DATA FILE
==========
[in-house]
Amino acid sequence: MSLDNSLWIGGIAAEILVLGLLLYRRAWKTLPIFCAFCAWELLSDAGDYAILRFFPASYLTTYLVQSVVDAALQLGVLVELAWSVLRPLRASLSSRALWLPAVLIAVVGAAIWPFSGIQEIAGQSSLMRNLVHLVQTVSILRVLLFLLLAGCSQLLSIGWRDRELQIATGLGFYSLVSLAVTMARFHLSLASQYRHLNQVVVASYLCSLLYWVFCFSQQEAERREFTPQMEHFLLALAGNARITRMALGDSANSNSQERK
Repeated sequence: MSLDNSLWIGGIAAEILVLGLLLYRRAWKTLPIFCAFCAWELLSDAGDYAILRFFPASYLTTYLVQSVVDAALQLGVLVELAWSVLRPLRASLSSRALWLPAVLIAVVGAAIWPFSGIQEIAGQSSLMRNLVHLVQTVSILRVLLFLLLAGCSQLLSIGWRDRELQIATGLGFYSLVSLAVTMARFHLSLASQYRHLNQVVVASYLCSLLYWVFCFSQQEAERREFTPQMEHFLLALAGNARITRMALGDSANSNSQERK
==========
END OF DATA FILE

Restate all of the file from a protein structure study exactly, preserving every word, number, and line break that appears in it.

[in-house]
Amino acid sequence: MSLDNSLWIGGIAAEILVLGLLLYRRAWKTLPIFCAFCAWELLSDAGDYAILRFFPASYLTTYLVQSVVDAALQLGVLVELAWSVLRPLRASLSSRALWLPAVLIAVVGAAIWPFSGIQEIAGQSSLMRNLVHLVQTVSILRVLLFLLLAGCSQLLSIGWRDRELQIATGLGFYSLVSLAVTMARFHLSLASQYRHLNQVVVASYLCSLLYWVFCFSQQEAERREFTPQMEHFLLALAGNARITRMALGDSANSNSQERK
Repeated sequence: MSLDNSLWIGGIAAEILVLGLLLYRRAWKTLPIFCAFCAWELLSDAGDYAILRFFPASYLTTYLVQSVVDAALQLGVLVELAWSVLRPLRASLSSRALWLPAVLIAVVGAAIWPFSGIQEIAGQSSLMRNLVHLVQTVSILRVLLFLLLAGCSQLLSIGWRDRELQIATGLGFYSLVSLAVTMARFHLSLASQYRHLNQVVVASYLCSLLYWVFCFSQQEAERREFTPQMEHFLLALAGNARITRMALGDSANSNSQERK